Consulting a Certified Athletic Trainer

With the rise in the number of youth participating in competitive sports at younger ages, issues of training, safety and common injury prevention are important to consider.

What is a certified athletic trainer?

The athletic trainer is a major link between the athletic program and the medical community for the implementation of injury preventative measures, emergency care and injury management. Ideally, every organized sports program should have an athletic trainer certified with the National Athletic Trainers Association (NATA) on staff. The major responsibilities of an athletic trainer include:

  1. Common injury prevention
  2. Injury recognition and evaluation
  3. Injury management or treatment and disposition
  4. Injury rehabilitation
  5. Program organization and administration
  6. Education and counseling


     
 
CertifiedAthleticTrainer'sDay

    Will Utsey ATCWill Utsey’s life is sports. He can be found most days at Wheeler High School in Marietta, Ga., where he’s a Certified Athletic Trainer (ATC) in the Sports Medicine Program at Children’s. While he has no children of his own, he considers his kids to be the 350 teen student athletes he works with. 

    Join him for a typical day during football season.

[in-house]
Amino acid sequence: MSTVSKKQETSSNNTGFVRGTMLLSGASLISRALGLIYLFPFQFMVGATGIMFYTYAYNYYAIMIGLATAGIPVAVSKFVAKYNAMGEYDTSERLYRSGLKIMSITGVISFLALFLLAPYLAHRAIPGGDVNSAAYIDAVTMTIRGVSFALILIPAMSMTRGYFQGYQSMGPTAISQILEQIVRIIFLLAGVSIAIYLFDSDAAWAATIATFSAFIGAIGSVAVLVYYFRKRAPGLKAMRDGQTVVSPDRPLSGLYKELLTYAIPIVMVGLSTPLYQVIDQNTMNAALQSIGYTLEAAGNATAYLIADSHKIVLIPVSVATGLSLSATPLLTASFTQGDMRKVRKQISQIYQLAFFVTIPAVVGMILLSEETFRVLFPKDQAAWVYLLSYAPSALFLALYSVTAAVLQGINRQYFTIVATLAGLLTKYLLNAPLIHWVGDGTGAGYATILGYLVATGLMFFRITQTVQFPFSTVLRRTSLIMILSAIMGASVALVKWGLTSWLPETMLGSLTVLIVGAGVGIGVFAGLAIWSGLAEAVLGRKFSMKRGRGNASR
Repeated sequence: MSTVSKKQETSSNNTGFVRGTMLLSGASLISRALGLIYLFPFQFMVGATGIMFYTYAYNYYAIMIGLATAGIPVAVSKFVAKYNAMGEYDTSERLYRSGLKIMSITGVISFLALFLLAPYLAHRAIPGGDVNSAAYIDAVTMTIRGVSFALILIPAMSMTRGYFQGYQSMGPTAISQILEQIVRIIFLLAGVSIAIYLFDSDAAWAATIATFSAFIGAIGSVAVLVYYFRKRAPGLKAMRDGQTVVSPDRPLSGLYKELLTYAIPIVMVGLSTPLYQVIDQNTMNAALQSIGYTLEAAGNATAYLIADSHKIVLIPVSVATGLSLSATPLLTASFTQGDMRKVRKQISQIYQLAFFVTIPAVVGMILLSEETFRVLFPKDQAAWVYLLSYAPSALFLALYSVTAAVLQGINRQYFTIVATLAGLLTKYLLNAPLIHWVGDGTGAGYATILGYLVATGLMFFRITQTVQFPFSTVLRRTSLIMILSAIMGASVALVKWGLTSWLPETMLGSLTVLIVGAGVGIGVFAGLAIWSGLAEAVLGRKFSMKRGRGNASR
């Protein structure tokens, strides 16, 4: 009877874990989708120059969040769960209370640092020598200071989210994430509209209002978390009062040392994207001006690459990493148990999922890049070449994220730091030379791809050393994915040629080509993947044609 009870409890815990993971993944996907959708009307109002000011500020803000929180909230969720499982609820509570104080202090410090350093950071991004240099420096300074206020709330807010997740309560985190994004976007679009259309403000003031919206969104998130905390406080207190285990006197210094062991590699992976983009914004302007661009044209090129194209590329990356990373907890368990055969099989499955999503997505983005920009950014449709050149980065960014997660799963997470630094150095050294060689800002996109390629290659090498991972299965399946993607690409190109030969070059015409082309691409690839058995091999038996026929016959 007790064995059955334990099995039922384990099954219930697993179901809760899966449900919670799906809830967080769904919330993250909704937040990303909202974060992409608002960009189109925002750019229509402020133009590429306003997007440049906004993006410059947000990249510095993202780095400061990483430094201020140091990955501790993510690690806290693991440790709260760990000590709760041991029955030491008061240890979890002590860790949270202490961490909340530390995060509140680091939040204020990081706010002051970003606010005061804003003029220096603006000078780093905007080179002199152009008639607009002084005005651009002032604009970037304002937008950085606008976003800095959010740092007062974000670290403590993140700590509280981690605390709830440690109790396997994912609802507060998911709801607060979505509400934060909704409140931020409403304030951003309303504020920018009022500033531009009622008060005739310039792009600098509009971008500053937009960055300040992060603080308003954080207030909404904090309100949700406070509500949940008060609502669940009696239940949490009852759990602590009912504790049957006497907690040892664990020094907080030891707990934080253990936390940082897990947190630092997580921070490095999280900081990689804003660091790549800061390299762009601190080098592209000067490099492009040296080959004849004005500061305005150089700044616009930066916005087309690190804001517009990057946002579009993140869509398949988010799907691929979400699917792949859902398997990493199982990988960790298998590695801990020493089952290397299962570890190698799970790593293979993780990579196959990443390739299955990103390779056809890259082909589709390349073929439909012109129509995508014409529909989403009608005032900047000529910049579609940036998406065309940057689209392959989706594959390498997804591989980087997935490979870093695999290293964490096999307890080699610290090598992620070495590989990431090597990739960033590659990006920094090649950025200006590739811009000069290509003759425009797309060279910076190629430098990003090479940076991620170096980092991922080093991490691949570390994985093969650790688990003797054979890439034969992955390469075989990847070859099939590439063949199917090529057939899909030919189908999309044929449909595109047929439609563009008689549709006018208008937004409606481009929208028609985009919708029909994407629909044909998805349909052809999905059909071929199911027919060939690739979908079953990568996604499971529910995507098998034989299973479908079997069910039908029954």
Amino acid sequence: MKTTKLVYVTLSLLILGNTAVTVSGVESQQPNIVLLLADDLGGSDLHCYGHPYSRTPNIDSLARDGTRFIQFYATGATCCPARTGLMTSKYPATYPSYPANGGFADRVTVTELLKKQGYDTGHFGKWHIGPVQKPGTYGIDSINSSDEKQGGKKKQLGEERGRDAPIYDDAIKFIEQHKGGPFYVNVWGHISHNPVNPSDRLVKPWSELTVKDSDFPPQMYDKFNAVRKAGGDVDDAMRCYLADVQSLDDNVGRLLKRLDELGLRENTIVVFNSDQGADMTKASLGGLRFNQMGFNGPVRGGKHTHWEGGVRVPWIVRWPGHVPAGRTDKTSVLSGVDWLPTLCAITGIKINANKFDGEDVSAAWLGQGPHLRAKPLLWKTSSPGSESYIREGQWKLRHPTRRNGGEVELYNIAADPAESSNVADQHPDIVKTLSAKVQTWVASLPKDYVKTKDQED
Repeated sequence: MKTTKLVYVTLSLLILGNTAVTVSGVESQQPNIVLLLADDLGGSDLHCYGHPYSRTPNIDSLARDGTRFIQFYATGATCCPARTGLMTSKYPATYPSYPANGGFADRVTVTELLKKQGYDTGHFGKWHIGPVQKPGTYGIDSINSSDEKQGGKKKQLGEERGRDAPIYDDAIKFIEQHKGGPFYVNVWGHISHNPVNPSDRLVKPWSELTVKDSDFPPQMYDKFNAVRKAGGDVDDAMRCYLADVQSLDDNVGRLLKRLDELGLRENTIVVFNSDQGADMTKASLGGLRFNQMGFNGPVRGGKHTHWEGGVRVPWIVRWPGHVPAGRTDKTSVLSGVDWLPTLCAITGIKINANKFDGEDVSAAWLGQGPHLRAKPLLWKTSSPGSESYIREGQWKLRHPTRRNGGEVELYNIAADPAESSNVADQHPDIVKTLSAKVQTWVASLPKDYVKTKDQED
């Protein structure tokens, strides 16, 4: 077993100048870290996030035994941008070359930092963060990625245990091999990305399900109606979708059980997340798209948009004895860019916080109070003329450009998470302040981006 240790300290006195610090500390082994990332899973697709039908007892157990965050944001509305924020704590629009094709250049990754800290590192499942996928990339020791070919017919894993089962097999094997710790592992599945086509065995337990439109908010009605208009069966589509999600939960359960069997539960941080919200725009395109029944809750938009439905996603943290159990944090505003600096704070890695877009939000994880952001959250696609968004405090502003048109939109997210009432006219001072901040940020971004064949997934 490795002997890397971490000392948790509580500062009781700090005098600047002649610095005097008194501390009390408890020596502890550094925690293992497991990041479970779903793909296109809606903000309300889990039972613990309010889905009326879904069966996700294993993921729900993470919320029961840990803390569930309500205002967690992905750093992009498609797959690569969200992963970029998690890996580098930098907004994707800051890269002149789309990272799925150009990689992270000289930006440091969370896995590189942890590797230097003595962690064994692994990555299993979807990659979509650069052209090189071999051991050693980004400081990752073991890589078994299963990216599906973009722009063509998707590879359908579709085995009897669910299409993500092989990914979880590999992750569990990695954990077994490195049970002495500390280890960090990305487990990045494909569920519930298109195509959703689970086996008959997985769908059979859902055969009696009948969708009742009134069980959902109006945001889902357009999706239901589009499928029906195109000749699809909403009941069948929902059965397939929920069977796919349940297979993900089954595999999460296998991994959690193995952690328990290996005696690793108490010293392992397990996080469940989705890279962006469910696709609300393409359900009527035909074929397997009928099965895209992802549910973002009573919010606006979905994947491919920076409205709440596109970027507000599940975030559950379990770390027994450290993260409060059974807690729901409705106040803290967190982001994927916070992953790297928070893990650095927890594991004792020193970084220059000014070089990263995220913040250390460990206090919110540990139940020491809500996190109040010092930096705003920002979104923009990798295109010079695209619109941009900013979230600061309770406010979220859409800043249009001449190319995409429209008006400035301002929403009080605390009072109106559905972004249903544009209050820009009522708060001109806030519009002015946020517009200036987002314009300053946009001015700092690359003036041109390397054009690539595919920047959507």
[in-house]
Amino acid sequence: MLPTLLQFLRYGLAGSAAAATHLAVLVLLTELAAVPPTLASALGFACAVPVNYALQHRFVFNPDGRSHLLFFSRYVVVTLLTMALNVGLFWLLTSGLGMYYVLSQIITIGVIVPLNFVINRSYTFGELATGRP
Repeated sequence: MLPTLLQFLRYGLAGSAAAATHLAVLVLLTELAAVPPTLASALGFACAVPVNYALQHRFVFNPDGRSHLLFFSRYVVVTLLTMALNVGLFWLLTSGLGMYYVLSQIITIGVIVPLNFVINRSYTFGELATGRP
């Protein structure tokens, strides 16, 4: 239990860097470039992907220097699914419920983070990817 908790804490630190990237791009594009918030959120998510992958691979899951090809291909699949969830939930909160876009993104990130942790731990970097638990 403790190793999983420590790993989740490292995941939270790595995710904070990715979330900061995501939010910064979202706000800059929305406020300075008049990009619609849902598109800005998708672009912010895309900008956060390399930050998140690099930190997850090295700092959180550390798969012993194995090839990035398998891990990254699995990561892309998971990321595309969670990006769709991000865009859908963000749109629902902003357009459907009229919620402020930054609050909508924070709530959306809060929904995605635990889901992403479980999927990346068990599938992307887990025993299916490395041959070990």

What are the benefits of working with a certified athletic trainer?

All Children’s Healthcare of Atlanta athletic trainers are NATA certified and strive to further the profession's role in the prevention, diagnosis and treatment of movement dysfunctions and the enhancement of the physical health and functional abilities of youth athletes. Below are some additional advantages that a NATA certified athletic trainer can bring to any athletic program:

  • Set up and carry out a program of conditioning for athletes
  •  Administer first aid to injured athletes
  • Facilitate ambulance transport
  • Apply protective or injury-preventive devices, such as taping, bandaging or bracing
  • Advise about equipment purchases
  • Supervise the fitting of protective equipment
  • Conduct athletic training clinics and workshops
  • Ensure that athletes receive proper care for their injuries
  • Monitor temperature and humidity to ensure the safety of athletes
  • Use a thorough knowledge of human anatomy, physiology, kinesiology and biomechanics to properly assess an injury
  • Establish goals and criteria for recovery after an injury, in addition to objectively measuring when the goals have been achieved

What if my child's school doesn't have a certified athletic trainer?

Below are several ways that parents can encourage their child's school to recruit an ATC certified athletic trainer:

  • Ask your athletic director and/or school principal. Find out if the school budget allows for a trainer. An adequate training room is expensive and may require a different allocation of money within the department.
  • Inquire to the Board of Education.
  • Contact a sports medicine clinic in your area and ask about a potential partnership with your school.
  • Be sure to find an expert or participant that specializes in youth athletes. Youth athletes are much different than adults and, therefore, require a different type of conditioning tailored to their specific needs.

If you have any additional questions about certified athletic trainers or recruitment, please contact Harold King, Manager  Community Outreach.